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Geometric Design II. CEE 320 Anne Goodchild. Outline. Concepts Vertical Alignment Fundamentals Crest Vertical Curves Sag Vertical Curves Examples Horizontal Alignment Fundamentals Superelevation Other Stuff. Vertical Alignment. Vertical Curve Fundamentals. Parabolic function

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Geometric Design II


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    1. Geometric Design II CEE 320Anne Goodchild

    2. Outline • Concepts • Vertical Alignment • Fundamentals • Crest Vertical Curves • Sag Vertical Curves • Examples • Horizontal Alignment • Fundamentals • Superelevation • Other Stuff

    3. Vertical Alignment

    4. Vertical Curve Fundamentals • Parabolic function • Constant rate of change of slope • Implies equal curve tangents • y is the roadway elevation x stations (or feet) from the beginning of the curve

    5. Vertical Curve Fundamentals PVI G1 δ PVC G2 PVT L/2 L=curve length on horizontal x PVC and PVT may have some elevation difference Rate of change of grade is constant, not grade itself Maximum height of the curve is not necessarily at L/2

    6. PVI PVT PVC

    7. Vertical Curve Fundamentals PVI G1 δ PVC G2 PVT L/2 L=curve length on horizontal x Choose Either: • G1, G2 in decimal form, L in feet • G1, G2 in percent, L in stations

    8. G1, G2 in percent L in feet Other Properties G1 x PVT PVC Y Ym G2 PVI Yf

    9. Other Properties • K-Value (defines vertical curvature) • The number of horizontal feet needed for a 1% change in slope • Small K – tighter curves, less L for same A, slower speeds • Larger K – gentler curves, more L for same A, higher speeds

    10. Design Controls for Crest Vertical Curves from AASHTO’s A Policy on Geometric Design of Highways and Streets 2004

    11. Stopping Sight Distance (SSD) • Practical stopping distance plus distance travelled during driver perception/reaction time • Distance travelled along the roadway • Use this to determine necessary curve length

    12. Sight Distance (S) • Horizontal distance between driver of height H1 and a visible object of height H2 • Want to design the roadway such that length of curve, L, allows a driver to observe an object with enough time to stop to avoid it (S=SSD).

    13. Roadway Design • Want to design the roadway such that length of curve, L, allows a driver to observe an object with enough time to stop to avoid it. • Set SSD = S. • Approximation works in our favor.

    14. Crest Vertical Curves For S < L For S > L

    15. Crest Vertical Curves • Assumptions for design • h1 = driver’s eye height = 3.5 ft. • h2 = tail light height = 2.0 ft. • Simplified Equations For S < L For S > L

    16. Crest Vertical Curves • Assume L > S and check • Generally true • Always safer • If assumption does not hold • K values cannot be used • At low values of A it is possible to get a negative curve length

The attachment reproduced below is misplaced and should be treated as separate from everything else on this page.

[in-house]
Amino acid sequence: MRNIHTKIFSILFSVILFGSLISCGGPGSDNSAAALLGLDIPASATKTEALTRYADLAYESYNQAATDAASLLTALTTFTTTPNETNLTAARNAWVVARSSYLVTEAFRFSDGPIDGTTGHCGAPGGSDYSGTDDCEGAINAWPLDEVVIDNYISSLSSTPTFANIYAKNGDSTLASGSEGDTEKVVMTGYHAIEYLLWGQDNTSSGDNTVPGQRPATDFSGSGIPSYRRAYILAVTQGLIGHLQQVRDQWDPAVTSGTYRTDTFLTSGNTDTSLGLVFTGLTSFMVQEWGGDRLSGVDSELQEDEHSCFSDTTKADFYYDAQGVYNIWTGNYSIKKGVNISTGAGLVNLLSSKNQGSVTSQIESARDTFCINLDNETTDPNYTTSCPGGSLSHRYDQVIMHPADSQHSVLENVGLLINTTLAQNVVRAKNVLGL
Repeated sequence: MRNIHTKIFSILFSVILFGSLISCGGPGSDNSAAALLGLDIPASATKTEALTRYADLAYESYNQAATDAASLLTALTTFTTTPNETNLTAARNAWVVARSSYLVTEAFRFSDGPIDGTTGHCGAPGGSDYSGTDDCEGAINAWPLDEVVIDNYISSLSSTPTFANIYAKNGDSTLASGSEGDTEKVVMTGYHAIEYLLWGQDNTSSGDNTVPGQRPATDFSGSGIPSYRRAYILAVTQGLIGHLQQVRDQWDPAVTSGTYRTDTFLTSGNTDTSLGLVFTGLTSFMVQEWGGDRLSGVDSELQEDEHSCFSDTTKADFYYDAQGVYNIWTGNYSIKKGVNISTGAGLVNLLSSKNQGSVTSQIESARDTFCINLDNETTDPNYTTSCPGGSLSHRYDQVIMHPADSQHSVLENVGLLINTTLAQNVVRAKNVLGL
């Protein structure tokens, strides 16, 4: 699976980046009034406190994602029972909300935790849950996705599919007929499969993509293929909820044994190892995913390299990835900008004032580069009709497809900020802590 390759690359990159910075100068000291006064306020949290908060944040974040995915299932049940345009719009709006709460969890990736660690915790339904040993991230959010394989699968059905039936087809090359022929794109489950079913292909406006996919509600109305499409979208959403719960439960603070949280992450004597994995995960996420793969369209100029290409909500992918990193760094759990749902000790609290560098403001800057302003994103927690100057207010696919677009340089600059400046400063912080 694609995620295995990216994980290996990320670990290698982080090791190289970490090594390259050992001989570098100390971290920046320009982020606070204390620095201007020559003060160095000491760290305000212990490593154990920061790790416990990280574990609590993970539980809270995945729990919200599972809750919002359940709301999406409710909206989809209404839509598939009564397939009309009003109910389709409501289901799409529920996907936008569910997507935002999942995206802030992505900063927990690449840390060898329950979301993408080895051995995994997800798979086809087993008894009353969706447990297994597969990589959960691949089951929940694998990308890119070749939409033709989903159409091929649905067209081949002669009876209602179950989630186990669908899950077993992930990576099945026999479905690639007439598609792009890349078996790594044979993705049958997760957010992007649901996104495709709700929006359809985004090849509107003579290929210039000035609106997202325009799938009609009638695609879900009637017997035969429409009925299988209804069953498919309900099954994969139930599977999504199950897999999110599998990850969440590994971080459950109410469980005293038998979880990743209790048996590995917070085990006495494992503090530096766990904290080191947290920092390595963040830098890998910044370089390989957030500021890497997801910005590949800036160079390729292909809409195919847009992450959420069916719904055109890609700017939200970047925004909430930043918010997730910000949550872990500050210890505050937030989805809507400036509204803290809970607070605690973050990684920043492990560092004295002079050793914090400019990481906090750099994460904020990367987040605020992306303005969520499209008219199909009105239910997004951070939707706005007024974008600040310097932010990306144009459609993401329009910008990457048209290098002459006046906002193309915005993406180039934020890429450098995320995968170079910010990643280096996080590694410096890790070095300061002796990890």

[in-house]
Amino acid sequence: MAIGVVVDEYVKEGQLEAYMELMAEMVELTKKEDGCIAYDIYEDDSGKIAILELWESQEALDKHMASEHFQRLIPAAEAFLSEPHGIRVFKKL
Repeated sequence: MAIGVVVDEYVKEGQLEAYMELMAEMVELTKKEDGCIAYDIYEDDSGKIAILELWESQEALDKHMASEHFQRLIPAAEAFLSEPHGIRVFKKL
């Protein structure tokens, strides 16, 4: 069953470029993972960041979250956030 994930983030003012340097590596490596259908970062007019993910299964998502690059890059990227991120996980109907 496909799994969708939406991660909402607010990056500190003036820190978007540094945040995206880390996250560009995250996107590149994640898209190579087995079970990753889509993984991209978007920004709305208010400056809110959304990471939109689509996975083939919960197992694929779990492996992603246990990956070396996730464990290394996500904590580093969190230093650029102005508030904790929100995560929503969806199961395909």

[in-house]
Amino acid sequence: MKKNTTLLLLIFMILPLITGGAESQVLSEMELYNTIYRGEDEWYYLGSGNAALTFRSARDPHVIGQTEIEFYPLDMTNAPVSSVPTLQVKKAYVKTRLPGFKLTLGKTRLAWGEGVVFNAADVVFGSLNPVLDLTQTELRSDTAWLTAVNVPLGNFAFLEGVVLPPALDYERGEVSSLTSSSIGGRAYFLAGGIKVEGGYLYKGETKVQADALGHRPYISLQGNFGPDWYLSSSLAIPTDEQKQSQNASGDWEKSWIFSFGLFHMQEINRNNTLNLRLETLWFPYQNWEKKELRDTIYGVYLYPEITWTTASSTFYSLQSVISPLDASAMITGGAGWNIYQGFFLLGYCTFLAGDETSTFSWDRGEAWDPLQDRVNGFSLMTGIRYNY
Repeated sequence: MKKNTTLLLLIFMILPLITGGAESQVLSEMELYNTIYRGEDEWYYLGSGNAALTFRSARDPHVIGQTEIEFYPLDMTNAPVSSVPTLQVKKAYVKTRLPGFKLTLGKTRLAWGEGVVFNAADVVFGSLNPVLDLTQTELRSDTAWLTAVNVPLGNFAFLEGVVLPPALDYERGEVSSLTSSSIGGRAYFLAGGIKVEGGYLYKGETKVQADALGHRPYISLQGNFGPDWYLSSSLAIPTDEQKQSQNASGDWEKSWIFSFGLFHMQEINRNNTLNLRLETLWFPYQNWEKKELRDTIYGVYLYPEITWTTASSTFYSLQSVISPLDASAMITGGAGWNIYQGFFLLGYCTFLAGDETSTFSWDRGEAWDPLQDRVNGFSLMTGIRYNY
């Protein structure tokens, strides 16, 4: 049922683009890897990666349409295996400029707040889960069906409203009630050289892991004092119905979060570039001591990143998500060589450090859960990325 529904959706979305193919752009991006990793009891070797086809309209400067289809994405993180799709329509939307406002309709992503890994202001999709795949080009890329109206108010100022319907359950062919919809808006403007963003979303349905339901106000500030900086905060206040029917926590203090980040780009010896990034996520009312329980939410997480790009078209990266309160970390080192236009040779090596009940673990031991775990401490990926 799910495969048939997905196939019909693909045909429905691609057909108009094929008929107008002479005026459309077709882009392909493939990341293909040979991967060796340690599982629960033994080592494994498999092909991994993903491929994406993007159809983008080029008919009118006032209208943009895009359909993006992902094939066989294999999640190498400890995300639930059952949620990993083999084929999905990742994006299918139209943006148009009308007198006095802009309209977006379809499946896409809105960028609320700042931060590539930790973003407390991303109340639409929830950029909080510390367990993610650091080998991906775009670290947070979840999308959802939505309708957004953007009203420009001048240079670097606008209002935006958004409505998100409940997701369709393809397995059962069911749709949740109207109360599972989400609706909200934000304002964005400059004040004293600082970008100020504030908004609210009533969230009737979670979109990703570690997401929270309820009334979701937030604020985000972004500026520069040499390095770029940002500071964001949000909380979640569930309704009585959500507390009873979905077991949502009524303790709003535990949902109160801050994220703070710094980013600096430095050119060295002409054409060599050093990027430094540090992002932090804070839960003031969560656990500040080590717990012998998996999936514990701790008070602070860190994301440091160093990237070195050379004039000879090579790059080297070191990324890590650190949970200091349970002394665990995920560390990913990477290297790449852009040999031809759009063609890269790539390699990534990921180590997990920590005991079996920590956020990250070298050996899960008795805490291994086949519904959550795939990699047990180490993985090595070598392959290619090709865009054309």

17. Sag Vertical Curves Light Beam Distance (S) • Sight distance limited by headlights at night G1 headlight beam (diverging from LOS by β degrees) G2 PVT PVC h1 PVI h2=0 L

    18. Sag Vertical Curves Light Beam Distance (S) G1 headlight beam (diverging from LOS by β degrees) G2 PVT PVC h1=H PVI h2=0 L For S < L For S > L

    19. Sag Vertical Curves • Assumptions for design • H = headlight height = 2.0 ft. • β = 1 degree • Simplified Equations For S < L For S > L

    20. Sag Vertical Curves • Assuming L > S… • Again, set SSD=S

    21. Design Controls for Sag Vertical Curves from AASHTO’s A Policy on Geometric Design of Highways and Streets 2004

    22. Example 1 A car is traveling at 30 mph in the country at night on a wet road through a 150 ft. long sag vertical curve. The entering grade is -2.4 percent and the exiting grade is 4.0 percent. A tree has fallen across the road at approximately the PVT. Assuming the driver cannot see the tree until it is lit by her headlights, is it reasonable to expect the driver to be able to stop before hitting the tree? • Assume S<L • Solve for S. Roots 146.17 ft and -64.14 ft. Driver will see tree when it is 146 feet in front of her.

    23. Sag Vertical Curve • Required SSD • What do we use for grade? • 196.53 ft • assumes 0 grade

    24. Sag Vertical Curves Light Beam Distance (S) G1 diverging from horizontal plane of vehicle by β degrees G2 PVT PVC h1 PVI h2=0 L Daytime sight distance unrestricted

    25. Example 2 A car is traveling at 30 mph in the country at night on a wet road through a 150 ft. long crest vertical curve. The entering grade is 3.0 percent and the exiting grade is -3.4 percent. A tree has fallen across the road at approximately the PVT. Is it reasonable to expect the driver to be able to stop before hitting the tree? • Assume S<L • A=6.4 • S=+/- 224.9 ft. But our curve only 150 ft. So assumption wrong.

    26. Crest Vertical Curve • S = 243 ft • SSD = 196.53 ft • Yes she will be able to stop in time.

    27. Example 3 A roadway is being designed using a 45 mph design speed. One section of the roadway must go up and over a small hill with an entering grade of 3.2 percent and an exiting grade of -2.0 percent. How long must the vertical curve be? Using Table 3.2, for 45 mph, K=61 L = KA = (61)(5.2) = 317.2 ft.

    28. Passing Sight Distance • Only a concern on crest curves • On sag curves • Day: unobstructed view • Night: headlights can be seen • H1=H2=3.5 ft, let S=PSD

    29. Underpass Sight Distance

    30. Underpass Sight Distance • On sag curves: obstacle obstructs view • Curve must be long enough to provide adequate sight distance (S=SSD) S<L S>L